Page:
For twenty percent of people with vulvas, painful penetration is the norm. That’s one in five of us – and even if you think you’re alone, you know someone else who’s going through it right now. But although we tell each other penetration is the main act, conversations about penetrative pain are shoved into the corner and ignored. Until recently, painful penetration was written off as little more than “hysteria.” Even now, many male doctors fail to believe those of us who say we’re experiencing chronic pain during intercourse.
When you compare that to the attention, money, and panic surrounding erectile dysfunction, it’s enough to make your blood boil. Penetrative suffering is isolating. Not being able to have the kind of sex we want is embarassing and isolating, and sometimes leads to the end of relationships. In a world so riddled with sexual shame, pain during intercourse can make even the most sex positive of us shut down.
To explore all the reasons why this pain might happen would be a whole article in and of itself. Often, this hurt stems from an under-researched condition like vulvodynia or endometriosis, but it can also be caused by scar tissue, menopause, or emotional trauma.
No matter the cause, we’re all in this together – and we don’t have to suffer in silence anymore. As someone with endometriosis and with no cervix, I’m no stranger to painful intercourse. Going through my stages of recovery, there were times when I couldn’t even be penetrated digitally. I was frustrated by what I couldn’t offer, and each new partner filled me with anxiety. The pleasure I’d once enjoyed from penetrative sex seemed beyond my reach.
In reality, my sex life was far from over; it was just getting started. And no matter where you or your partner are at in your penetrative pain journey, your sex life is about to take off again, too.
If you watch any television or porn, you might believe one thing about sex above all else: penetration is the star of the show. Anything leading up to it is an afterthought, and the idea of a life where penetration isn’t second nature is a nightmare.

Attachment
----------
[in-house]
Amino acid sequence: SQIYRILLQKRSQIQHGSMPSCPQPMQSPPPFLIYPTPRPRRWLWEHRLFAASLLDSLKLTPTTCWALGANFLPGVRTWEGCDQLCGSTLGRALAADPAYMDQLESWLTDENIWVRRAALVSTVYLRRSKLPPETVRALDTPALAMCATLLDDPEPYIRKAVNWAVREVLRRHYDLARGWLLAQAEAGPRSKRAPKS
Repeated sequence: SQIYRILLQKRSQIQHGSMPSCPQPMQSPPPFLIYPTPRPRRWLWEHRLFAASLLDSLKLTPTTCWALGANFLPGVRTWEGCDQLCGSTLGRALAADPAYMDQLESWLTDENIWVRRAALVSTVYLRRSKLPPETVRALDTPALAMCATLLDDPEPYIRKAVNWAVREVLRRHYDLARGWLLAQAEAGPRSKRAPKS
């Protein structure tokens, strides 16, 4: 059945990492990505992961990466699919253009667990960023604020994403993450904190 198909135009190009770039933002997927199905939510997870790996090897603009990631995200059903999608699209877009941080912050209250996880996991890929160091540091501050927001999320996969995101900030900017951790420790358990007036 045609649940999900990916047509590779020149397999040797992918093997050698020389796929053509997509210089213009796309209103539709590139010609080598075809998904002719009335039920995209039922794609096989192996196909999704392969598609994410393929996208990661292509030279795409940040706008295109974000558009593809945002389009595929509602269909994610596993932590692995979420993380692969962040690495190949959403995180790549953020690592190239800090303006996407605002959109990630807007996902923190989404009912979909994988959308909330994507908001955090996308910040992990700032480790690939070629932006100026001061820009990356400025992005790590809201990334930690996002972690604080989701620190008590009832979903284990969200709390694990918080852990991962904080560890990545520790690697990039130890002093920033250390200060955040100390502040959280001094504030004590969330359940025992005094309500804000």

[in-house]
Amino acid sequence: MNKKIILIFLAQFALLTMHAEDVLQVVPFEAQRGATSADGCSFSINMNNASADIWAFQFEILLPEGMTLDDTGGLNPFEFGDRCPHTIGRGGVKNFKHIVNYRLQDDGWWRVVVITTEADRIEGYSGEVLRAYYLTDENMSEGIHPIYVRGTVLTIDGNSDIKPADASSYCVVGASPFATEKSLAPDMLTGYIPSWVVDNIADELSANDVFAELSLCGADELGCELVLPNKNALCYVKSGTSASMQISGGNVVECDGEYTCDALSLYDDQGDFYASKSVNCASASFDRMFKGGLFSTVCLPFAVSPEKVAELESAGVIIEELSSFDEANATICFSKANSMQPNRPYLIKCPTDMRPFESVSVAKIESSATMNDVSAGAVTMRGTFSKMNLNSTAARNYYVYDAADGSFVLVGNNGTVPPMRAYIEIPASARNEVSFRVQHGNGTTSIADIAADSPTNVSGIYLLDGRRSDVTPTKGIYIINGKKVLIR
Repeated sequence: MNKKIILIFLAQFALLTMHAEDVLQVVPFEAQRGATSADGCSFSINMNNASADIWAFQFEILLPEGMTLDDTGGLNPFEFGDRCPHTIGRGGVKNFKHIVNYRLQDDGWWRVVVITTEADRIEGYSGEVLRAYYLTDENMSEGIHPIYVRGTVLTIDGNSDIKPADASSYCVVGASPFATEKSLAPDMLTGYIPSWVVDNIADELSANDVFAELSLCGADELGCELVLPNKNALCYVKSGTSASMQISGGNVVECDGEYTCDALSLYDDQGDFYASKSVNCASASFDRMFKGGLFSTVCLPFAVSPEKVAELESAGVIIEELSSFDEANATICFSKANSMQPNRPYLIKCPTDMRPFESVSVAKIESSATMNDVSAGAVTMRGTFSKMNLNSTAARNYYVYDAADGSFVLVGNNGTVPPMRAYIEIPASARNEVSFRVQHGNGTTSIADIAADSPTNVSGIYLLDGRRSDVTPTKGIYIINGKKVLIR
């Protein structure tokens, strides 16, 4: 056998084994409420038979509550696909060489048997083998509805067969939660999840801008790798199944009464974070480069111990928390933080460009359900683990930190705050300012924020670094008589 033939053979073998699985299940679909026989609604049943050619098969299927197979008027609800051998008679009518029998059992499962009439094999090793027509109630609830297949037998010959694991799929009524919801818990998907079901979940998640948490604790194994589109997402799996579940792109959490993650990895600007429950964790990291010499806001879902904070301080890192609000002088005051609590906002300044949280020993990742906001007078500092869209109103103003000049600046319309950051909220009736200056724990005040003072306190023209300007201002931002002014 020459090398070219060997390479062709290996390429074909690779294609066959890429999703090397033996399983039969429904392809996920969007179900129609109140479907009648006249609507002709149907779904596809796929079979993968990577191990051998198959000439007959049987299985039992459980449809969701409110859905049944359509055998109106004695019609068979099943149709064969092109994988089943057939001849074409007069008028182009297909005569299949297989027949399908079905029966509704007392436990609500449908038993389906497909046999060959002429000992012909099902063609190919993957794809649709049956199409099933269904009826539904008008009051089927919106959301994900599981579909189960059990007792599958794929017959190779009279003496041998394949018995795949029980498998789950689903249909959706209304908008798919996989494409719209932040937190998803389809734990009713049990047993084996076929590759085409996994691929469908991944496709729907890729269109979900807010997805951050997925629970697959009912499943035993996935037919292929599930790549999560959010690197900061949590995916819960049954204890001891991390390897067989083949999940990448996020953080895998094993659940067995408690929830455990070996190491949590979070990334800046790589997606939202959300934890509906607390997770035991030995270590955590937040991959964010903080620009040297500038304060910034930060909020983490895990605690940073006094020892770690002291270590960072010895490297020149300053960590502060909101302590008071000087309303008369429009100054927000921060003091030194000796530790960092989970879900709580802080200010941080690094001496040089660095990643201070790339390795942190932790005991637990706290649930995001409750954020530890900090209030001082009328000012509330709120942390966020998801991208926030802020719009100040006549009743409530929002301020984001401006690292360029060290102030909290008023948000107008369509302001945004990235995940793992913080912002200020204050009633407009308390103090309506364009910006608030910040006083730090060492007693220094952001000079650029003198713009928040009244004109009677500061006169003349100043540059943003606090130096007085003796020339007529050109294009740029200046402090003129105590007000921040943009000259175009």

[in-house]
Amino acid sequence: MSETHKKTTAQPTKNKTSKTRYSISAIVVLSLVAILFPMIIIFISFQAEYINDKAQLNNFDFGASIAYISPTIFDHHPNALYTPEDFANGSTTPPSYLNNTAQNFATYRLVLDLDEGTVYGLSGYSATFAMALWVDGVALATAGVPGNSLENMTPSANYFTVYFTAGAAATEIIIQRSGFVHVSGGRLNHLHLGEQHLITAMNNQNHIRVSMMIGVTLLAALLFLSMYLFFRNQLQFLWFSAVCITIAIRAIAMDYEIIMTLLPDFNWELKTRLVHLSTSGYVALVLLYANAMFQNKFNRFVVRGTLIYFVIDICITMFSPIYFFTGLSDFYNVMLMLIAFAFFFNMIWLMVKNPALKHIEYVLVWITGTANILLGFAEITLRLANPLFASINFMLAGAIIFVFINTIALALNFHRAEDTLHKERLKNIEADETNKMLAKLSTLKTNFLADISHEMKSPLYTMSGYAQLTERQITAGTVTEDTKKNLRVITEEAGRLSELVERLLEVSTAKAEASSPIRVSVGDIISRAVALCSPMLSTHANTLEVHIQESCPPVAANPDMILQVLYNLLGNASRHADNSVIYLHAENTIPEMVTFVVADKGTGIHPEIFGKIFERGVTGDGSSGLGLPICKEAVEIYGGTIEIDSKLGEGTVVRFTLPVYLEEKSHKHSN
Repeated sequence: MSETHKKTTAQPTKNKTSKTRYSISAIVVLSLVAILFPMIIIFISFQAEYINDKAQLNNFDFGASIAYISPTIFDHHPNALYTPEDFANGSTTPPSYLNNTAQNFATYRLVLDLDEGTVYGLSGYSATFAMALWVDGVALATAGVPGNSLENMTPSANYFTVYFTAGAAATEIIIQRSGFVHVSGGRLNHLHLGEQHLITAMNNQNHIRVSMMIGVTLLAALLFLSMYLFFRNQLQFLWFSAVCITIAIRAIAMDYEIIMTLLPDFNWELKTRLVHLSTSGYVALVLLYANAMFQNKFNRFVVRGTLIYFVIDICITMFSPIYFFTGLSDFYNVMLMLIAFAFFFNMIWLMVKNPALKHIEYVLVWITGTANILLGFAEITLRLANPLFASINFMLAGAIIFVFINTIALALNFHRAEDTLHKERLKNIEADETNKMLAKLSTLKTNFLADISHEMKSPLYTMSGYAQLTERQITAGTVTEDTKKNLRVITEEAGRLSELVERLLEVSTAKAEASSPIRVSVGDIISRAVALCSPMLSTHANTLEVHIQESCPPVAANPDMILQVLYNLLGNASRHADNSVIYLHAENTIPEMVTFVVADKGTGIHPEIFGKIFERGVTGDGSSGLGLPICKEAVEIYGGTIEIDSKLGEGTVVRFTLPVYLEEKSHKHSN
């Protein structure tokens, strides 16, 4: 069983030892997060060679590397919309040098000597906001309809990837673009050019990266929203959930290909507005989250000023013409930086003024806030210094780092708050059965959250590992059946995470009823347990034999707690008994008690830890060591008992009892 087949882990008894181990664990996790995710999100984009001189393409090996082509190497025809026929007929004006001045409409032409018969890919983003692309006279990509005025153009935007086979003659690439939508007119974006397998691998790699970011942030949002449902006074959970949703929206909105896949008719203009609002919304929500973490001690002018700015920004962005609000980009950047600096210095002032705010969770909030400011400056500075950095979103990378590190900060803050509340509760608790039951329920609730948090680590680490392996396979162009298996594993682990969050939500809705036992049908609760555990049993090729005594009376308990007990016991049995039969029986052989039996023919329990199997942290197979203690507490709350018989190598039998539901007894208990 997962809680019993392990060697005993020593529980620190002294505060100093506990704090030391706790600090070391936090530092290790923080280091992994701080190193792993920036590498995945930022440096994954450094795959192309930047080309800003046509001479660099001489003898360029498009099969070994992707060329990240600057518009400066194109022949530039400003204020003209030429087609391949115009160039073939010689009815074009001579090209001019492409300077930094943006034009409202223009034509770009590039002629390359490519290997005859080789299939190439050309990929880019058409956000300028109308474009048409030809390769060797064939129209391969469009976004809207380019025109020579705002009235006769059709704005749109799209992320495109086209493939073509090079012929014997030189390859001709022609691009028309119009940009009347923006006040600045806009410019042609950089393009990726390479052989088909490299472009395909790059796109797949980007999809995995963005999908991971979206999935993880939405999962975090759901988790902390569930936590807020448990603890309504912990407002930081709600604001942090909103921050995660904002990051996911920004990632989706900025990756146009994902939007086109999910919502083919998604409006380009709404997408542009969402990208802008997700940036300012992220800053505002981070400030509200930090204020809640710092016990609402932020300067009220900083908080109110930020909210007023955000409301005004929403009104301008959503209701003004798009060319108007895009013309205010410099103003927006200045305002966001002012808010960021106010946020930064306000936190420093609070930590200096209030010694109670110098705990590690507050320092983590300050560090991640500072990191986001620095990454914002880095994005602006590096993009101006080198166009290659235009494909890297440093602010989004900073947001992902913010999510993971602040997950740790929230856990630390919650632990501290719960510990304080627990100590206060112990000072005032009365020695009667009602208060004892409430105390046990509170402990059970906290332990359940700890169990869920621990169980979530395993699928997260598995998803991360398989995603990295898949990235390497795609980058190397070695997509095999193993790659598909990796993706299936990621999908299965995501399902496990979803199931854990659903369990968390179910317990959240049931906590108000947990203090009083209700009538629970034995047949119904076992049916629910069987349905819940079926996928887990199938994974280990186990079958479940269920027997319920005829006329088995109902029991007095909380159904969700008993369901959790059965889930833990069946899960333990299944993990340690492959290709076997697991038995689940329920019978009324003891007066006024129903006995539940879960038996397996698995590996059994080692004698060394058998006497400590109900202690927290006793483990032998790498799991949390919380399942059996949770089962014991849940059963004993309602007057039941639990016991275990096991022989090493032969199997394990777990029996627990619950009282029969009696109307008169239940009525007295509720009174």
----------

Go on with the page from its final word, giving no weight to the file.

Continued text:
I have news: television lies, and penetration isn’t everything. In a rich sex life, penetration is actually far from the starring role.
To people in straight relationships, this may seem like a shocking take on sex, but the rest of us have been exploring pleasure in different ways this whole time. Yes, even queer people in straight-presenting relationships. Pleasure of all kinds abounds when you’re not just focused on reaching that moment when intercourse starts. Removing penetration from the menu (even if it’s just temporary) can inspire you as a couple to try new things and discover the allure of the other sides of sex.
When penetration is the end goal every single time, you feel pressure to get there. It’s common to rush things, exacerbating your pain and creating a self-feeding loop of misery in the bedroom. And as nice as penetration can feel when we’re not in pain, it’s still not the way most of us with vulvas orgasm. Only 7% of us can hit our Big O through intercourse alone. If you don’t have a vulva, take a second to read that again. That’s less than one in ten, so don’t bet on your partner being in that 7%. The magic for us lies in other kinds of stimulation – and it turns out you can skip the pain completely to embrace the strongest orgasm of your life, while still enjoying intimacy with the person you love.
Rerouting your sex life can end up being a beautiful thing. All of these suggestions aren’t meant to imply that you shouldn’t try for penetrative sex – you should, in ways that work for you. But by taking the focus off of it, you have more ideas for how to have intimacy and fun without worrying about pain. Pleasure has a thousand faces, and once you start exploring, you’ll find more and more ways that you love to get it on.
One of the most surefire ways to enjoy sex again? Take the main stage away from intercourse, and give it to oral. While many couples brush it off as foreplay, and give little more than a cursory lick, going down on each other can be the most erotic act of your night.
Take turns driving each other wild. As your partner pleasures you, give yourself permission to enjoy each sensation. Relax into it. Allow your partner to really explore your body with their mouth, traveling along your soft belly and hip bones and thighs, and build up your anticipation, until you burst. If you’re both new to focusing on oral, or you’re sleeping with a new partner, communicate when you’re getting close to orgasming, and tell them how you like to be touched.
Just like with intercourse, you should always be learning new ways to improve your oral game. Read books on it, watch YouTube videos, or find a good article on the topic. Even if your partner already raves about your skills, there is always room to improve.
Instead of thinking of this shift away from penetration as punishment, think of it as a divine opportunity to learn how to use your tongue in ways you never even thought about before. Oral may feel so good for you both, don’t be surprised if you and your partner forget that penetration was ever the main course.
Focusing more on oral may sound like a small act, or one that couldn’t possibly be enough to revolutionize your relationship to sex, but I’m speaking from experience. There is no underestimating the power of oral in recovering from the trauma of penetrative intercourse. It’s intimate, a guaranteed orgasm-bringer, and the focus is all on mutual pleasure.